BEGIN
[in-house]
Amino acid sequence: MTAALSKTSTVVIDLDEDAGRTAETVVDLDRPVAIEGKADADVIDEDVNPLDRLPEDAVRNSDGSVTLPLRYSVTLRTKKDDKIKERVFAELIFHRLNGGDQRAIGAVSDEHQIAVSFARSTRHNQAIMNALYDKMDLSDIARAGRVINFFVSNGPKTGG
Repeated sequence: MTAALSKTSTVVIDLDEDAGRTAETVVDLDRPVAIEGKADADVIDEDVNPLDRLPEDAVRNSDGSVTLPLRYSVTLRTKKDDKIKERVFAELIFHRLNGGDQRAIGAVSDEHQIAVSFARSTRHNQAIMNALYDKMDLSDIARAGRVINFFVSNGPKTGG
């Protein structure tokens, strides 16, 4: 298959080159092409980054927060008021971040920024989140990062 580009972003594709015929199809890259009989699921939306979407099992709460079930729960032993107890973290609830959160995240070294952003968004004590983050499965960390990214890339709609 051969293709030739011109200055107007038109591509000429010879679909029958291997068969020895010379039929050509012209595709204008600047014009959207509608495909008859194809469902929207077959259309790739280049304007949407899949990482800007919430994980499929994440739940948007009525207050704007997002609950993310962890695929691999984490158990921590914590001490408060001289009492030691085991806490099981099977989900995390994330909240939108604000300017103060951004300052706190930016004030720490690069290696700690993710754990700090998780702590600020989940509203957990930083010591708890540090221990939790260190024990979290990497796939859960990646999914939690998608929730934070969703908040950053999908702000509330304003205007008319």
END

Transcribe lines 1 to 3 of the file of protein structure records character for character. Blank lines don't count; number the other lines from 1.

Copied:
[in-house]
Amino acid sequence: MTAALSKTSTVVIDLDEDAGRTAETVVDLDRPVAIEGKADADVIDEDVNPLDRLPEDAVRNSDGSVTLPLRYSVTLRTKKDDKIKERVFAELIFHRLNGGDQRAIGAVSDEHQIAVSFARSTRHNQAIMNALYDKMDLSDIARAGRVINFFVSNGPKTGG
Repeated sequence: MTAALSKTSTVVIDLDEDAGRTAETVVDLDRPVAIEGKADADVIDEDVNPLDRLPEDAVRNSDGSVTLPLRYSVTLRTKKDDKIKERVFAELIFHRLNGGDQRAIGAVSDEHQIAVSFARSTRHNQAIMNALYDKMDLSDIARAGRVINFFVSNGPKTGG